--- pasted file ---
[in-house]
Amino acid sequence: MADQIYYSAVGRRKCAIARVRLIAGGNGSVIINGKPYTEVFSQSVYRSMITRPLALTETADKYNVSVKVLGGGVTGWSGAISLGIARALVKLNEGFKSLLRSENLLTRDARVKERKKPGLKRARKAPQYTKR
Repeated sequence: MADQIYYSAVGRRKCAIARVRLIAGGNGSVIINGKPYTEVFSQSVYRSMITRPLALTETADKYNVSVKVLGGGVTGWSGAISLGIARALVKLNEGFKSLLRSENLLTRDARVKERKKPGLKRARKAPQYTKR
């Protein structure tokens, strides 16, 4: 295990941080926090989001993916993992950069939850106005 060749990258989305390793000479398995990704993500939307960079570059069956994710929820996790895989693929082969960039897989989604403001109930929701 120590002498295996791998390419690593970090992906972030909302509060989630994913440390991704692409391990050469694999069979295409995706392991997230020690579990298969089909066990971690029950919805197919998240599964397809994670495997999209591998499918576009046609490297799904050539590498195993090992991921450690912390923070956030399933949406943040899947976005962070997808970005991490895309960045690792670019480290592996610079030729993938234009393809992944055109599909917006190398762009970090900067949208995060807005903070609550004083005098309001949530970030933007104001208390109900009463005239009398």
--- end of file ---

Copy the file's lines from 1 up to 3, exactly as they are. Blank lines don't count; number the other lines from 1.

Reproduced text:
[in-house]
Amino acid sequence: MADQIYYSAVGRRKCAIARVRLIAGGNGSVIINGKPYTEVFSQSVYRSMITRPLALTETADKYNVSVKVLGGGVTGWSGAISLGIARALVKLNEGFKSLLRSENLLTRDARVKERKKPGLKRARKAPQYTKR
Repeated sequence: MADQIYYSAVGRRKCAIARVRLIAGGNGSVIINGKPYTEVFSQSVYRSMITRPLALTETADKYNVSVKVLGGGVTGWSGAISLGIARALVKLNEGFKSLLRSENLLTRDARVKERKKPGLKRARKAPQYTKR